I’m all for letting a thousand flowers bloom, ideological diversity, small business, etc., but I’ve got to say: this sounds like an awful place. Just having TVs on in a coffee shop isn’t exactly a sign of vibrant intellectual life. But TVs tuned in constantly to FOX News? Ugh. As J. P. says, “There are no tomes of great philosophical or academic literature in the shop… Indeed, the portrait of TR pretty much precludes it.”

Left-wing shops like DC’s Busboys and Poets might not be much better; oddly, I never made it in. But at least they don’t exhibit this kind of anti-intellectualism. Selling the Wall Street Journal is great, but there’s no need to proudly shut out the New York Times. Sure, its editorials can be terrible, but the paper offers some of the best reporting in the country. A well-informed person ought to read it from time to time, not wear one’s dismissal of it as a badge of honor. (Today’s Republicans learn from the top, I guess.)

If conservatives would look into the soft lefty concern for the world’s poor expressed by many independent coffee companies, they’d see some intelligent commentary bubbling up. You know who offers the smartest critiques of Fair Trade? It’s not the conservatives and libertarians sneering at the label without a clue as to how coffee markets actually work. It’s the bean buyers who can tell you how Fair Trade is often an obstacle to improving farmers’ lives and how their own entrepreneurship has found better ways to reward farmers and raise standards of quality. They’re liberals, but they’re liberal capitalists. Their customers increasingly know this too.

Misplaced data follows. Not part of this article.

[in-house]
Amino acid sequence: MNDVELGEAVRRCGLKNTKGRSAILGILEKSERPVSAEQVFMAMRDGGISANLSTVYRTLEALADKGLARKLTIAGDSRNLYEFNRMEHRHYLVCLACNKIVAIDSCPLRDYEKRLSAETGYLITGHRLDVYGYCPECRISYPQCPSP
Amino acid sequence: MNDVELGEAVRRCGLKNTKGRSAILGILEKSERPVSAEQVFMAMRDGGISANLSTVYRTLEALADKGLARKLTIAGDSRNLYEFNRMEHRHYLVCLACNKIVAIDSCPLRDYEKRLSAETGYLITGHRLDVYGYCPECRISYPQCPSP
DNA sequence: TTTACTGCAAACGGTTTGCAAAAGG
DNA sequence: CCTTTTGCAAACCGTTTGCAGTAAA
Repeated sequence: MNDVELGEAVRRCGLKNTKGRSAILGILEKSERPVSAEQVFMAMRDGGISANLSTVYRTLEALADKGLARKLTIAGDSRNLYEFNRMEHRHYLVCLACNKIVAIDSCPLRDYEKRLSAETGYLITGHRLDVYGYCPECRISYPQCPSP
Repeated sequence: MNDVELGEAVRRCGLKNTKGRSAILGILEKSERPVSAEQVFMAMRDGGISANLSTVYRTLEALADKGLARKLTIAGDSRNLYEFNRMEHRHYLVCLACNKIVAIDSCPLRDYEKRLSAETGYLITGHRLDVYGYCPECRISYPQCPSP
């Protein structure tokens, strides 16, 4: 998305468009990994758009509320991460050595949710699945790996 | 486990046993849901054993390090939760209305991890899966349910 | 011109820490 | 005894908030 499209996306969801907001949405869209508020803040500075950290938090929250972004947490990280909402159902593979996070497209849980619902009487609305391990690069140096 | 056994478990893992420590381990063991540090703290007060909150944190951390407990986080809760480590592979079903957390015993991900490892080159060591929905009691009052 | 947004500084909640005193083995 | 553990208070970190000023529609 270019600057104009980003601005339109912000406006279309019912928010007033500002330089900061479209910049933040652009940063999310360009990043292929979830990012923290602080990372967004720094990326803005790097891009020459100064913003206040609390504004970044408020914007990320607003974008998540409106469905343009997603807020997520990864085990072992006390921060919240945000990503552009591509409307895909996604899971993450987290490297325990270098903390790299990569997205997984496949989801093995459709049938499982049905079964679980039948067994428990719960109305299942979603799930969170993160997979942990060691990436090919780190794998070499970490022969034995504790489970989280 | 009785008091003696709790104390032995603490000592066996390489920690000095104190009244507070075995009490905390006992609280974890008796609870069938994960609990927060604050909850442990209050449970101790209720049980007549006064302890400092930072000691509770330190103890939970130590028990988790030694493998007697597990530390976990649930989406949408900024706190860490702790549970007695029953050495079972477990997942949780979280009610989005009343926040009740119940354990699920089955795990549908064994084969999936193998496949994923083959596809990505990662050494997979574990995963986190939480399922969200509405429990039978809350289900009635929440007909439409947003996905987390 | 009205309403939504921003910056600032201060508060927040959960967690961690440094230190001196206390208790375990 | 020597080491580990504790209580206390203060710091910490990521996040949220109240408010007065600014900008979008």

And speaking of coffee, for a coffee shop owner Beckham says little about it. There’s no detail about his beans in the article and the cafe’s website isn’t very descriptive. It says they have four blends and that they are all roasted in Indiana. But the blends all come from individual countries: a Colombian, a Guatemalan, a Kenyan, and a Sumatran. So are they “blends” or are they single origins? And what do the “strength” ratings mean? Beckham doesn’t exactly sound like a coffee lover here: “We know what coffee is for. It’s to start your day. It’s not for sitting on a couch for 8 hours and looking for a friend on MySpace.” Or perhaps it’s for enjoying. Once again, this doesn’t sound like a place for the intellectually curious, in either its politics or its product.

I don’t want to slag this cafe too much. Coffee shops could use more diversity and I like to see small businesses succeed. For all I know, their coffee’s fantastic. Yet what I love about the best coffee shops is that they’re home to lively exchanges of ideas, not walled-off ideological conformity. If conservatives seem under-represented in them, that perhaps says more about conservatives than it does about coffee shops.

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Inmates freer than diners

At least in Danny Rodden’s jail they are. Though the rest of the Indiana county is ruled by a smoking ban, Sheriff Rodden sets the rules in the county jail.

Though the jail had been nonsmoking, Rodden began to allow smoking in the jail about a third of the way into his first term as sheriff last year.

When he became sheriff, there were “so many behavioral problems,” Rodden said. Not all prisoners are allowed to smoke, but inmates with good behavior are given the option…

The new jail allows inmates to choose whether they reside in a smoking or nonsmoking pod.

What a concept. It’s too bad our governments aren’t equally willing to treat ordinary people like the adults they are.